A study of power spectral densities of real and simulated Kepler light curves
Independent thesis Basic level (degree of Bachelor), 10 credits / 15 HE creditsStudent thesis
During the last decade, the transit method has evolved to one of the most promising techniques in the search for extrasolar planets and the quest to find other earth-like worlds. In theory, the transit method is straight forward being based on the detection of an apparent dimming of the host star’s light due to an orbiting planet traversing in front of the observer. However, in practice, the detection of such light curve dips and their confident ascription to a planetary transit is heavily burdened by the presence of different sources of noise, the most prominent of which is probably the so called intrinsic stellar variability. Filtering out potential transit signals from background noise requires a well adjusted high-pass filter. In order to optimize such a filter, i.e. to achieve best separation between signal and noise, one typically requires access to benchmark datasets that exhibit the same light curve with and without obstructing noise. Several methods for simulating stellar variability have been proposed for the construction of such benchmark datasets. However, while such methods have been widely used in testing transit method detection algorithms in the past, it is not very well known how such simulations compare to real recorded light curves - a fact that might be contributed to the lack of large databases of stellar light curves for comparisons at that time. With the increasing amount of light curve data now available due to missions such as Kepler, I have here undertaken such a comparison of synthetic and real light curves for one particular method that simulates stellar variability based on scaled power spectra of the Sun’s flux variations. Conducting the respective comparison also in terms of estimated power spectra of real and simulated light curves, I have revealed that the two datasets exhibit substantial differences in average power, with the synthetic power spectra having generally a lower power and also lacking certain distinct power peaks present in the real light curves. The results of this study suggest that scaled power spectra of solar variability alone might be insufficient for light curve simulations and that more work will be required to understand the origin and relevance of the observed power peaks in order to improve on such light curve models.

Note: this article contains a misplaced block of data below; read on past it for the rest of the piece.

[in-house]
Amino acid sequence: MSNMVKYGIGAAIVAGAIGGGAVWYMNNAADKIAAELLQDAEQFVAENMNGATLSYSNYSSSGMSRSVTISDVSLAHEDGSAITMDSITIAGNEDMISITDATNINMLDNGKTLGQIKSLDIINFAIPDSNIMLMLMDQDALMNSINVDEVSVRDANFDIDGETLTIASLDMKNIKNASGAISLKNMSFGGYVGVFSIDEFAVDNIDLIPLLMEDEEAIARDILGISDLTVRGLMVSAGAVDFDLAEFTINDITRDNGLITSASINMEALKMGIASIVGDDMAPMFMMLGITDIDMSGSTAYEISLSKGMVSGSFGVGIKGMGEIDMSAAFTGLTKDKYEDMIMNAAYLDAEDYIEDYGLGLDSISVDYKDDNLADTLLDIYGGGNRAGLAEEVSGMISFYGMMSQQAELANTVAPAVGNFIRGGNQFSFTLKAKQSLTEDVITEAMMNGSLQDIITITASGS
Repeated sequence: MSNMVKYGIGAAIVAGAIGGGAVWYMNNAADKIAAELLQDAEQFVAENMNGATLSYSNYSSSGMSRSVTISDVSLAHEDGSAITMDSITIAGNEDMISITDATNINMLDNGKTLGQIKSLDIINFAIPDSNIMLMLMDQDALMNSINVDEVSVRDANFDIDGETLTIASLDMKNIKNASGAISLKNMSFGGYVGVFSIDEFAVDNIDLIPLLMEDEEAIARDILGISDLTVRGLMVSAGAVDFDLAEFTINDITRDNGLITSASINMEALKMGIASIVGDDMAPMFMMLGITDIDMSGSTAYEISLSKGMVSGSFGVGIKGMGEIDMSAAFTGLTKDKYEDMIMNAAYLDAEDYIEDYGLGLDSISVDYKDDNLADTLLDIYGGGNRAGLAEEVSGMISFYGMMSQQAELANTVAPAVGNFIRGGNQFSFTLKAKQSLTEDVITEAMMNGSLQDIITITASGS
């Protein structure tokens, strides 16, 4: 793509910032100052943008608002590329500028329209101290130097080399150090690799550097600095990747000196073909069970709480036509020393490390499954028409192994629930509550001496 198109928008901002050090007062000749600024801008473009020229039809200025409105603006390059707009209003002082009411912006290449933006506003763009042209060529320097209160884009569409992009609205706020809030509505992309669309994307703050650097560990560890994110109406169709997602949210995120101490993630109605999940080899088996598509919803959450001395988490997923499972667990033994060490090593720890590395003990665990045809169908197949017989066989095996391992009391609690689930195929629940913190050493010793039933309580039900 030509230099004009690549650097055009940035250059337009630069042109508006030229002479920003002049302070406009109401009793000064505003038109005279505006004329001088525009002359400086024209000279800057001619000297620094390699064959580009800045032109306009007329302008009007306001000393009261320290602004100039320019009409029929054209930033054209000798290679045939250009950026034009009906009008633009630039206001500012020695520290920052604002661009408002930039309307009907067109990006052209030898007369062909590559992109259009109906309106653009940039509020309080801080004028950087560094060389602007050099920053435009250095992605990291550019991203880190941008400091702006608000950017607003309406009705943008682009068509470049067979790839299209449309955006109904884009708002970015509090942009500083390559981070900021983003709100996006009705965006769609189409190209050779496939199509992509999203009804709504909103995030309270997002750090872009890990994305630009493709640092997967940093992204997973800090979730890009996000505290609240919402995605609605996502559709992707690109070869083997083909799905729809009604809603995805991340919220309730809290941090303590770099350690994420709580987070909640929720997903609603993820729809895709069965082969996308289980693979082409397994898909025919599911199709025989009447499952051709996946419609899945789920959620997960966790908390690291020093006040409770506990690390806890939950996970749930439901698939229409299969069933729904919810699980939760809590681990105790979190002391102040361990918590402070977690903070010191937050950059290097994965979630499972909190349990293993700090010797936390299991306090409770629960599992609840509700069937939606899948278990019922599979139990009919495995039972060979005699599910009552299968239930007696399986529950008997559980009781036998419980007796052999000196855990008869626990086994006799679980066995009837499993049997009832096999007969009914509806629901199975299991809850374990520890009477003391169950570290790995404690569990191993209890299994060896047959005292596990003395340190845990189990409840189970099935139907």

Place, publisher, year, edition, pages
Exoplanet detection, transit method, stellar variability, light curve simulation, power spectrum, power spectral density estimate
IdentifiersURN: urn:nbn:se:lnu:diva-45802OAI: oai:DiVA.org:lnu-45802DiVA: diva2:847313
Physics Programme, 180 credits
Pohl, Arvid, Dr.
Becherini, Yvonne, Dr.